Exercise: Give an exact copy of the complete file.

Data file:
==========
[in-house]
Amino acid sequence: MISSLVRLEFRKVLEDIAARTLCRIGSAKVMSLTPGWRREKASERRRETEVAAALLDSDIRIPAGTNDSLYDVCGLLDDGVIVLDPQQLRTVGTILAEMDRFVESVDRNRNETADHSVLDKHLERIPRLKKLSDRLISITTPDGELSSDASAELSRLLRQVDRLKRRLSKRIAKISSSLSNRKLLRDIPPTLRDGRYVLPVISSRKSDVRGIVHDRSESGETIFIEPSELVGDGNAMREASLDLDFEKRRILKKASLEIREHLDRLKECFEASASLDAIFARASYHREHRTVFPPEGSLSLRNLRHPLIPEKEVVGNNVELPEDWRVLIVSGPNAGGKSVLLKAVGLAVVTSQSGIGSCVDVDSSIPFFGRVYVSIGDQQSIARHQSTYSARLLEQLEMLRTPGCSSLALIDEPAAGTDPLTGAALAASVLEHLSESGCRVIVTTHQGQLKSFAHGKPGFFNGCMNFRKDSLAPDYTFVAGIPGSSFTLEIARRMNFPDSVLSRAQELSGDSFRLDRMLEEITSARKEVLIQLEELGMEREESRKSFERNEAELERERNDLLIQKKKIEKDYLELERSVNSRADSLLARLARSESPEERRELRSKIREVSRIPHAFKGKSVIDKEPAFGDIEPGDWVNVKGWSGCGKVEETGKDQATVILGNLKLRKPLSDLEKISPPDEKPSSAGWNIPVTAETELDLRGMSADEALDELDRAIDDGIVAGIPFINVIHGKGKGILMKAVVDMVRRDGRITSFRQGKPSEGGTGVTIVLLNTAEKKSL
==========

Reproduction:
[in-house]
Amino acid sequence: MISSLVRLEFRKVLEDIAARTLCRIGSAKVMSLTPGWRREKASERRRETEVAAALLDSDIRIPAGTNDSLYDVCGLLDDGVIVLDPQQLRTVGTILAEMDRFVESVDRNRNETADHSVLDKHLERIPRLKKLSDRLISITTPDGELSSDASAELSRLLRQVDRLKRRLSKRIAKISSSLSNRKLLRDIPPTLRDGRYVLPVISSRKSDVRGIVHDRSESGETIFIEPSELVGDGNAMREASLDLDFEKRRILKKASLEIREHLDRLKECFEASASLDAIFARASYHREHRTVFPPEGSLSLRNLRHPLIPEKEVVGNNVELPEDWRVLIVSGPNAGGKSVLLKAVGLAVVTSQSGIGSCVDVDSSIPFFGRVYVSIGDQQSIARHQSTYSARLLEQLEMLRTPGCSSLALIDEPAAGTDPLTGAALAASVLEHLSESGCRVIVTTHQGQLKSFAHGKPGFFNGCMNFRKDSLAPDYTFVAGIPGSSFTLEIARRMNFPDSVLSRAQELSGDSFRLDRMLEEITSARKEVLIQLEELGMEREESRKSFERNEAELERERNDLLIQKKKIEKDYLELERSVNSRADSLLARLARSESPEERRELRSKIREVSRIPHAFKGKSVIDKEPAFGDIEPGDWVNVKGWSGCGKVEETGKDQATVILGNLKLRKPLSDLEKISPPDEKPSSAGWNIPVTAETELDLRGMSADEALDELDRAIDDGIVAGIPFINVIHGKGKGILMKAVVDMVRRDGRITSFRQGKPSEGGTGVTIVLLNTAEKKSL